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BUILDING THE BODY OF ALLY ‘SUNSHINE’ CHARGUALAF

‘Sunshine’ Chargualaf continues her fitness journey with success in the masters circuit.

By Ed Chargualaf

Ally ‘Sunshine’ Chargualaf is a lot of things. An athlete, professional trainer, tougher than nails fighter, mother, cancer survivor and she is a rising star in the sport of competitive bodybuilding.

“I was first inspired to compete when I was 15 years old after I was involved in a serious car accident fracturing C4, C5, C6 and C7 in my neck. I was partially paralyzed on my right side for about six months,” Chargualaf described. “During my rehabilitation, my therapist noticed I had above average muscle tone and told me about the fitness competitions she did. I never forgot her.”

In 2005, Chargualaf worked backstage at a natural bodybuilding competition and, a year later, she entered her first competition.

The 41-year-old Chargualaf now living in Kirkland, Washington, most recently competed in the 2016 BSN Emerald Cup and placed 4th in the Masters Division and 2nd in the Open Figure C Division. She also was one of the leaders in the campaign for Ms. Health & Fitness.

“I was told that my dad named me Sunshine because our family name is Gualafon which means full moon and the opposite is full sun,” Chargualaf stated.

She is the daughter of Enrique “Ricky” Babauta Chargualaf and granddaughter of Jose and Carmen Chargualaf from Santa Rita.

“I definitely want to influence athletes on Guam! I think it’s important for everyone to have a mentor, a coach or someone they can identify with and help empower them. Our island might be small but everyone has a huge heart that is filled with loyalty and pride,” stated Chargualaf.

Chargualaf is also a peak performance coach and owns PLAY Fitness NW.

“Be a positive role model. People can learn a whole lot from you by simply observing how you behave. They’ll pick up information about your ethics, values, and attitudes,” Chargualaf said. “They are likely to follow your lead, adapt your approach to their own style, and build confidence through their affiliation with you.”

Chargualaf credits her success to her cheerleaders.

“I have three beautiful, talented and amazing kids,” Chargualaf said. “I want my children to have a mother that they are proud of. Mikaela Porter (21) will be graduating from Western Washington University in June, Andrew Burden (16) is basically a walking Wikipedia and is already a certified mechanic. Tytin Clancy (8) wants to be a pro baseball player when he grows up.”

“Being a single mother of three for eight years has been definitely a hurdle as competing is very time consuming and expensive but I have an amazing support group and my children are my biggest cheerleaders.”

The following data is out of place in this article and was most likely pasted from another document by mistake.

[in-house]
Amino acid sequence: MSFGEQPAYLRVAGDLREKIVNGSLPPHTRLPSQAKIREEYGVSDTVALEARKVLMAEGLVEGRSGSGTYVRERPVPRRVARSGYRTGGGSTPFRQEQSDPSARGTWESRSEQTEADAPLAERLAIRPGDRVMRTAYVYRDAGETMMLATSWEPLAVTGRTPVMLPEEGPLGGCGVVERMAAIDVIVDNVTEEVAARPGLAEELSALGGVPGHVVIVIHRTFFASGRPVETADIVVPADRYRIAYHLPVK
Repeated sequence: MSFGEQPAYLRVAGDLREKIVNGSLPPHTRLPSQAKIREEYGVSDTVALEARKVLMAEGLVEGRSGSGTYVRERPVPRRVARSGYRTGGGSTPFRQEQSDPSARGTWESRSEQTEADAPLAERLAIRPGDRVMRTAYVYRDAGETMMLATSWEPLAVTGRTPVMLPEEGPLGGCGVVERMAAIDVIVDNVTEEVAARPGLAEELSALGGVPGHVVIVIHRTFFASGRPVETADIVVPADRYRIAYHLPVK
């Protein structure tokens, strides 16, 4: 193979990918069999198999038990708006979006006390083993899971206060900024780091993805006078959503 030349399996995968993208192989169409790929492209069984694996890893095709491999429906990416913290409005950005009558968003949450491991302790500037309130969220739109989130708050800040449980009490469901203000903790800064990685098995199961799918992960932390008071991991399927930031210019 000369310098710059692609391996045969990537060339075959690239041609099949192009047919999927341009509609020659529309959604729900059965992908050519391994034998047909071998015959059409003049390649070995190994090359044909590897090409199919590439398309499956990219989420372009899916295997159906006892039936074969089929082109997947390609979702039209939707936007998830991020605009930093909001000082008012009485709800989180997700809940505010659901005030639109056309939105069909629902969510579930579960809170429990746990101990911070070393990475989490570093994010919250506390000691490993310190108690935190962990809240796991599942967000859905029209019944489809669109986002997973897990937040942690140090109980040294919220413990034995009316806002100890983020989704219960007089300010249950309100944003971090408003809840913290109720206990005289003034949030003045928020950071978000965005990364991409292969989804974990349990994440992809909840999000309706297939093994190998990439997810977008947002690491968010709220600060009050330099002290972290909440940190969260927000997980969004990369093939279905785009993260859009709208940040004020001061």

“She is highly dedicated to her lifestyle – eating healthy foods, balancing diets and physical exercise,” Porter said of her mother. “She likes to stress the importance of being healthy and teaches us how to live that way too but respects us if we choose not to. I’m very proud of all her accomplishments.”

“I’ve had to endure a lot of challenges! I’ve had neuropathy in my right arm for more than 20 years and also massive chronic pain and arthritis from my neck injury,” Chargualaf explained. “In 2007, I had an oophorectomy to remove my left ovary for stage 1 ovarian cancer and, in 2011, I was training for The Emerald Cup and re-injured my cervical spine.”

In spite of having herniating her C5 and undergoing an anterior cervical discectomy and fusion, Chargualaf was back in the gym just three months later.

In 2014, Chargualaf was looking to get her pro card but was struck by a car while exiting her vehicle. This injury forced her to take a two-month hiatus from training.

“After my dreams were nearly crushed, I decided to pull up my boot straps and try to compete for my pro card in another competition three months later in Las Vegas,” Chargualaf added. “I knew my physique was not the same and the physical and mental pain was very taxing, but I am not a quitter. I forged on only giving myself about five weeks to prepare. I placed 15th out of the nation and got invited to compete at the Arnold Amateur eight months later and could not pass that up.”

Chargualaf placed 20th at the Arnold Amateur event.

“I was extremely blessed to compete with people from all over the world.”

“My goals are to open up my own training studio where I can share my life lessons and knowledge to help empower not only adults but also our youth through movement, healthy eating habits and healthy mindset. My whole business model is connecting with your mind, body and spirit to live a healthy life with purpose.”

-Athletic Accomplishments-

2016 BSN Emerald Cup 2nd Place Open Figure C

2016 BSN Emerald Cup 4th Place Masters over 40 figure

2015 IFBB Arnold Amateur International, Columbus Ohio 20th place Figure

2014 USA Nationals, Las Vegas, NV 15th

2014 Emerald Cup 1st Place open Figure C

2014 Emerald Cup Masters over 35 Overall

2014 Emerald Cup 1st Place Masters over 35

2014 NPC Vancouver USA & Tanji Johnson Classic – 1st Place Open Figure C

2013 NPC Northern Classic – 1st Place Open Figure C

2013 NPC Washington Ironman – 1st Place Open Figure C

2013 NPC BSN Emerald Cup – 7th Place Masters over 35

2013 NPC Vancouver USA & Tanji Johnson Classic -9th Place Open Class B

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